s competitive brothers, the Bowen boys had a penchant for the destructive.
The family home’s fireplace — turned into a makeshift goal — bore the brunt of their football games, as they tried to emulate their Chelsea heroes.
The sitting-room sofa would regularly be shunted out of position, Sean and James straddling its either arm and battling one and other in imaginary horse races, whipping and slowly destroying it, much to their parents’ dismay.
“That’s just the sort of thing you do when you’re kids, but it didn’t go
down well when they’d just bought a new sofa,” recalls middle-of-three son, Sean. “At home, furniture was never in particularly good shape!”
As the brothers grew up, the sofa was replaced as a plaything by a PlayStation, the game G1 Champion Jockey becoming the new obsession.
Bowen’s parents, Peter and Karen, have even suggested the game helped guide the racing tactics he uses in the saddle today.
Bowen is not altogether convinced. “I’m not sure whether it helped,” he says. “I was mad into racing at the time and wanted any game there was with horses.”
So horse-mad that he left school at 14 to pursue his ambitions as a jockey. More than decade on, it has paid off for the 25-year-old, who relatively recently surpassed a century of winners for the first time in a season in the Jump Jockeys’ Championship.
Currently second in the standings, he looks unlikely to catch leader Brian Hughes, but has the opportunity to narrow the gap at Cheltenham this week.
His standout mount is, arguably, Noble Yeats in the Gold Cup, the horse Sam Waley-Cohen rode as a 50-1 shot to win the Grand National.
“I’ve ridden plenty at Cheltenham, but I haven’t ridden the Gold Cup before,” says Bowen. “So it’s nice to get one with a good chance.
“He stays well and you’d rather go in with one with a chance than a 100-1 shot which pulls up.”
His cause in the numbers race with Hughes and his other fellow jockeys has not been helped by a series of whip bans, the longest of which resulted in him spending 12 days watching from the sidelines.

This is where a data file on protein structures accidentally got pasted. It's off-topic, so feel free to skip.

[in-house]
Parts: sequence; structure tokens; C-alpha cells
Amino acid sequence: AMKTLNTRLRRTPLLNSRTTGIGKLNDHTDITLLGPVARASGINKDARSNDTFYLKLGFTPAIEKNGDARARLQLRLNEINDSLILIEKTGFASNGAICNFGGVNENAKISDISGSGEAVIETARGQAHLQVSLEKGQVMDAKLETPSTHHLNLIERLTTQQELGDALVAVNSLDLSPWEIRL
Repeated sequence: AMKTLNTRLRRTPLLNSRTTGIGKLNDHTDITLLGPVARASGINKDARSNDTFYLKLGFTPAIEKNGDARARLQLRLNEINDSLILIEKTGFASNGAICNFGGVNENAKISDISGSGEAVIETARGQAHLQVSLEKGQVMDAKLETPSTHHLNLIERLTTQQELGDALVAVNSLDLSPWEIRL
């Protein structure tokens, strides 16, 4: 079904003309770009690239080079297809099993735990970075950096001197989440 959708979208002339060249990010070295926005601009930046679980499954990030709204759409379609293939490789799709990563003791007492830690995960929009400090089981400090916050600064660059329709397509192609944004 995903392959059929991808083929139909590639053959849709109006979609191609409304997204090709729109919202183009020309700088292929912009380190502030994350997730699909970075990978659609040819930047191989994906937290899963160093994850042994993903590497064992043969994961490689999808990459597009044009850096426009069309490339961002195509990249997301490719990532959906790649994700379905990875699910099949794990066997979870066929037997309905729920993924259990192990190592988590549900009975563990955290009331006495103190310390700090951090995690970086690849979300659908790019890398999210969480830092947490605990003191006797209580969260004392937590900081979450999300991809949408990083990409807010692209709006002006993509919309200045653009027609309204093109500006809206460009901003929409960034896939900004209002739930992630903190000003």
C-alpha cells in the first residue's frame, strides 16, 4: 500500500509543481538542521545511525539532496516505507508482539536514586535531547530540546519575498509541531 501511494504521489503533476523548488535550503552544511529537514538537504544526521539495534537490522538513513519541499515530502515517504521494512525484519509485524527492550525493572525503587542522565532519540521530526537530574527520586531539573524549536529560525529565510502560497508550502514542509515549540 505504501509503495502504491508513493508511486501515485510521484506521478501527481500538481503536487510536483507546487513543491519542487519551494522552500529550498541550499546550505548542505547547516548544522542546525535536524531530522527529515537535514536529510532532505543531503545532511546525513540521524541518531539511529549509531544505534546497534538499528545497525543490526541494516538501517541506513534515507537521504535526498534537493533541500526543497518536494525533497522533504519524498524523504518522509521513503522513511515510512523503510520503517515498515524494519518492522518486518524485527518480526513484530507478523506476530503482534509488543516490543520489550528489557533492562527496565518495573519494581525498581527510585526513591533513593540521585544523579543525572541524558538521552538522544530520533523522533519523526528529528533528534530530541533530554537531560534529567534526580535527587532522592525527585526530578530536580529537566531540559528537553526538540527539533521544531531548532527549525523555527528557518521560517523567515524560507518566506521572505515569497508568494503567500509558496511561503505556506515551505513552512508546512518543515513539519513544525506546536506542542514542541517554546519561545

His take on the British Horesracing Authority’s new whip rules are apparently off limits, but he at least admits that, “not racing and watching is frustrating”.
However things end up in the standings, what this season has given him is the belief he can one day be the champion jockey, perhaps as early as next season.
Should he achieve that, it would be no mean feat for Bowen, who was born into racing, with trainers for parents. All he ever wanted to do was be in the saddle, but initially, at least, his body had other ideas.
He was severely allergic to horse hair, but has learned to manage it. “Now, it’s mostly fine, because I ride them at races and hand them back,” he says. “It’s when they start brushing or clipping them. I’ll end up sneezing for half an hour afterwards.”
Not quite born on a racecourse, he estimates his first outing to one came at the age of 10 days, popped into a horse trailer and carted off to a race meet.
It is all he has ever known and, quite what he would have done if not equine-related, he has no idea.
“When I got to 13 or 14, all I wanted to ever do was ride,” he says. “I would ride as many horses as possible as the hours of daylight allowed.
“Mum was mad for me to go to school and dad mad for me to ride out.
“But I did more learning at home than school. I had home schooling, so I could ride out until lunchtime, and it was good motivation — if I was dossing about with home schooling, I wouldn’t have got to ride. It feels like it’s worked out.”
Sean Bowen is currently second in the Jump Jockeys’ Championship. To see the full standings, please visit greatbritishracing.com/championships